Audience segmentation and research has become a hot topic in museums, especially when it comes to crafting appealing offerings that are customized to different kinds of visitors. On September 10, the Whitney Museum of American Art started offering a new membership called "Curate Your Own," in which members select one of five specialized "buckets" of benefits in addition to core admission and discount benefits. This isn't just a prototype; the Whitney expects to transition all basic level memberships to segmented memberships over the next several years. I sat down with Kristen Denner, Director of Membership and Annual Fund, to learn more about the program's development and the museum's goals for its future.
Our goal is to sign up 2,000 new CYO members in the next 12 to 18 months, and to convert 25% of those 8,000 current individual and dual members to the new structure. It's not about upselling as much as it is about getting to know more about them and giving them a customized experience. A lot of our current members are excited about this and want to switch. This conversion is really important and it's just the beginning... our larger goal is to eventually get to 100% of our basic members being CYO members.
How does the transition work for current members?
Members can either upgrade their membership by paying the additional $10 (individual) or $5 (dual) to add a CYO benefit package to their current benefits for the year. Or they can pay the full amount for a CYO membership and have their renewal date pushed forward a year with the new benefits.
People can also buy more than one package if they want--do you expect many people to do that?
Not the majority, but we're already seeing a few. In fact our very first CYO purchase was a gift membership that was purchased with three add-on benefit packages (so the recipient of the gift will pick which packages he/she wants). We're also getting some where people pick one additional package.
It sounds like this will make lobby membership sales a lot more complicated to pitch.
It's true; this will extend the conversation in the lobby. But we've been working on signage and training to make the transition as smooth as possible.
How do you plan to change your communication strategy once these segments are in place?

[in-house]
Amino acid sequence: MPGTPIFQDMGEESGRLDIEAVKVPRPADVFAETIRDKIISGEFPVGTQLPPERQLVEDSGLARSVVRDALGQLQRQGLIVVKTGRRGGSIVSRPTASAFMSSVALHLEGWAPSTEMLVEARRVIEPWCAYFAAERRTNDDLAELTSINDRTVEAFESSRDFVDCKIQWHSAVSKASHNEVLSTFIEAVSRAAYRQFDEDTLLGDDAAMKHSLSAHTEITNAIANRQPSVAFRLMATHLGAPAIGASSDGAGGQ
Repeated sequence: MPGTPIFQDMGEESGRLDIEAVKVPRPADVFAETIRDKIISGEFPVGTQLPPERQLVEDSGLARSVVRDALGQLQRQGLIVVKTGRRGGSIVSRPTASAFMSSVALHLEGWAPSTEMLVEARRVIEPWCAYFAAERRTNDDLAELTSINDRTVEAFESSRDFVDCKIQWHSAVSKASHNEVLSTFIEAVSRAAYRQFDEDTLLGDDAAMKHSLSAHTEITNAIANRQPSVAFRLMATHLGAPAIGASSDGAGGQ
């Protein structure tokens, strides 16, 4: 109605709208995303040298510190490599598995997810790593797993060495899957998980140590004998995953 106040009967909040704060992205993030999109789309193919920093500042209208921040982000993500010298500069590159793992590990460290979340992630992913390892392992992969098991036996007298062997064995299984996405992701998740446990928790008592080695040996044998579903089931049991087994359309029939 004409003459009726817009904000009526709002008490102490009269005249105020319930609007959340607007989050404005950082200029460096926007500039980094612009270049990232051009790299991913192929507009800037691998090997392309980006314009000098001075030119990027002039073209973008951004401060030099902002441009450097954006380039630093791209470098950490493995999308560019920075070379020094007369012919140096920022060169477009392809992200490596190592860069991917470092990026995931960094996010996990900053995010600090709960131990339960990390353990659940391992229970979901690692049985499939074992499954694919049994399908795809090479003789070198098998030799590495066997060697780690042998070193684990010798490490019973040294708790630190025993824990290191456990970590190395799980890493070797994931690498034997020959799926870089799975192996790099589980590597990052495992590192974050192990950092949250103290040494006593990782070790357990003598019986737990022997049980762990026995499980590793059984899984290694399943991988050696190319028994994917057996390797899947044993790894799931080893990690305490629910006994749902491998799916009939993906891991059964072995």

This is really what I'm excited about. Currently, all I know about a basic member is whether they are an individual or a dual. They are one person or two people. That's it. When the CYO membership becomes more prominent, I'm going to know who's interested in which kinds of opportunities. We'll be tailoring enewsletters and invitations to different groups. It will cut down on waste both environmentally and financially, and we’ll be able to communicate relevant information to our members, which is a better experience for them too.
Do you see these segments as changing the way members are encouraged to move up the donor ladder? For example, is the "philanthropic" series seen as more likely to become high-level donors than others?
Actually, the philanthropy series is mostly made for people who told us in research that they really just want the core benefits of membership. They think the other benefits are nice, but they're not going to use them. They just want to visit the museum whenever they want and they want to support the Museum’s mission.
With regard to moving up the donor levels, some of our new member benefits piggyback on higher-level benefits that used to not include basic members. For example, "social" CYO members will get four tickets to our summer opening reception. "Friend" level members at the $250 level get tickets to all our openings. So if a social member really likes the party and wants to know how they can go to more of them, the friend level may be a natural progression for them.
You've mentioned that this was a really challenging project. What were the biggest challenges?
Funding a research project that was serious. We had never done a real research project in membership before. It was a really worthwhile investment, especially as the museum is moving to a new building soon. We worked with a fabulous team from Lucid Marketing for the research--I can't recommend them enough.
And then the other thing that was challenging was just the logistics of coordinating all the different departments to come together and make this happen. We had so many smart people from education, curatorial, web, operations helping us, and we just had to make sure the project was institutionally supported and that we could really make it happen.
Well, I hope that six month or a year from now, you'll be back to report on how it's gone. I'm really curious to learn more about what segments are most popular and how people respond to the program overall.
Absolutely. What people do is often pretty different from what they say. And as you can imagine, we're pretty curious about it too.
Kristen will be responding to comments and questions here on the blog. If you are interested in this topic, you might enjoy this interview with John Falk and Beverly Sheppard and Chapter 2 of The Participatory Museum.